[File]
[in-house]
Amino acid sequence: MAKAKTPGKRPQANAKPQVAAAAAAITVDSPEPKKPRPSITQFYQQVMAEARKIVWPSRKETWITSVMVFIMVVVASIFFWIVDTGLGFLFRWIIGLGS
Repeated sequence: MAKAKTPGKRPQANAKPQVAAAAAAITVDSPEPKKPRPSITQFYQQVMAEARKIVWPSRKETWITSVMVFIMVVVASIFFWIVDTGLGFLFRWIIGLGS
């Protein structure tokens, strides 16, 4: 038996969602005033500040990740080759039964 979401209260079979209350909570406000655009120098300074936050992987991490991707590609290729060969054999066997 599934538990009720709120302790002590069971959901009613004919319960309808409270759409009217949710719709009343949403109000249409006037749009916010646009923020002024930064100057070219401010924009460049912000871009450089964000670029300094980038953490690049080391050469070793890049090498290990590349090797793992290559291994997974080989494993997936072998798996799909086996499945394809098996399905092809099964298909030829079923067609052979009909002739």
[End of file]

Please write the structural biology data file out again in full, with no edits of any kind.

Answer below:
[in-house]
Amino acid sequence: MAKAKTPGKRPQANAKPQVAAAAAAITVDSPEPKKPRPSITQFYQQVMAEARKIVWPSRKETWITSVMVFIMVVVASIFFWIVDTGLGFLFRWIIGLGS
Repeated sequence: MAKAKTPGKRPQANAKPQVAAAAAAITVDSPEPKKPRPSITQFYQQVMAEARKIVWPSRKETWITSVMVFIMVVVASIFFWIVDTGLGFLFRWIIGLGS
């Protein structure tokens, strides 16, 4: 038996969602005033500040990740080759039964 979401209260079979209350909570406000655009120098300074936050992987991490991707590609290729060969054999066997 599934538990009720709120302790002590069971959901009613004919319960309808409270759409009217949710719709009343949403109000249409006037749009916010646009923020002024930064100057070219401010924009460049912000871009450089964000670029300094980038953490690049080391050469070793890049090498290990590349090797793992290559291994997974080989494993997936072998798996799909086996499945394809098996399905092809099964298909030829079923067609052979009909002739």